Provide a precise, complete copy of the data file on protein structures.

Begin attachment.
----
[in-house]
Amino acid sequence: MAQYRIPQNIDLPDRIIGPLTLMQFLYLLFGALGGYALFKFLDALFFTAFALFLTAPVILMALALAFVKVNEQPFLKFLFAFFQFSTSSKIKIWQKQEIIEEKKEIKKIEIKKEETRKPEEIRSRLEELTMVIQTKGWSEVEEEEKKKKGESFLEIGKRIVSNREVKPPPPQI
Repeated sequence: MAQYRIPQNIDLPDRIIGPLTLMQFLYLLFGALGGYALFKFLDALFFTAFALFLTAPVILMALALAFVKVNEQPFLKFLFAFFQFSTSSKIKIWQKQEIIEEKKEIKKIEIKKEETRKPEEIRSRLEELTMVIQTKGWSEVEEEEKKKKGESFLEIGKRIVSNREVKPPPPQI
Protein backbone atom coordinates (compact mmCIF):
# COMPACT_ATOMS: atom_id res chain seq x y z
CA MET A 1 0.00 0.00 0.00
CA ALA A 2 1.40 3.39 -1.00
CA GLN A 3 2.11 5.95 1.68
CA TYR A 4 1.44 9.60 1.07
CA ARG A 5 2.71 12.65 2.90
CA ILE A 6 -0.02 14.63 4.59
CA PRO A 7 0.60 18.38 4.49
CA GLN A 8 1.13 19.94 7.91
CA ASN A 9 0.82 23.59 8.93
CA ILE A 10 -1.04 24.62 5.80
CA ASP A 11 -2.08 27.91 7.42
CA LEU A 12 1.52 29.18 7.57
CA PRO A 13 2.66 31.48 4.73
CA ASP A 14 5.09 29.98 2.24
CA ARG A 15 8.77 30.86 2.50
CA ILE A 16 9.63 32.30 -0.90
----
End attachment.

[in-house]
Amino acid sequence: MAQYRIPQNIDLPDRIIGPLTLMQFLYLLFGALGGYALFKFLDALFFTAFALFLTAPVILMALALAFVKVNEQPFLKFLFAFFQFSTSSKIKIWQKQEIIEEKKEIKKIEIKKEETRKPEEIRSRLEELTMVIQTKGWSEVEEEEKKKKGESFLEIGKRIVSNREVKPPPPQI
Repeated sequence: MAQYRIPQNIDLPDRIIGPLTLMQFLYLLFGALGGYALFKFLDALFFTAFALFLTAPVILMALALAFVKVNEQPFLKFLFAFFQFSTSSKIKIWQKQEIIEEKKEIKKIEIKKEETRKPEEIRSRLEELTMVIQTKGWSEVEEEEKKKKGESFLEIGKRIVSNREVKPPPPQI
Protein backbone atom coordinates (compact mmCIF):
# COMPACT_ATOMS: atom_id res chain seq x y z
CA MET A 1 0.00 0.00 0.00
CA ALA A 2 1.40 3.39 -1.00
CA GLN A 3 2.11 5.95 1.68
CA TYR A 4 1.44 9.60 1.07
CA ARG A 5 2.71 12.65 2.90
CA ILE A 6 -0.02 14.63 4.59
CA PRO A 7 0.60 18.38 4.49
CA GLN A 8 1.13 19.94 7.91
CA ASN A 9 0.82 23.59 8.93
CA ILE A 10 -1.04 24.62 5.80
CA ASP A 11 -2.08 27.91 7.42
CA LEU A 12 1.52 29.18 7.57
CA PRO A 13 2.66 31.48 4.73
CA ASP A 14 5.09 29.98 2.24
CA ARG A 15 8.77 30.86 2.50
CA ILE A 16 9.63 32.30 -0.90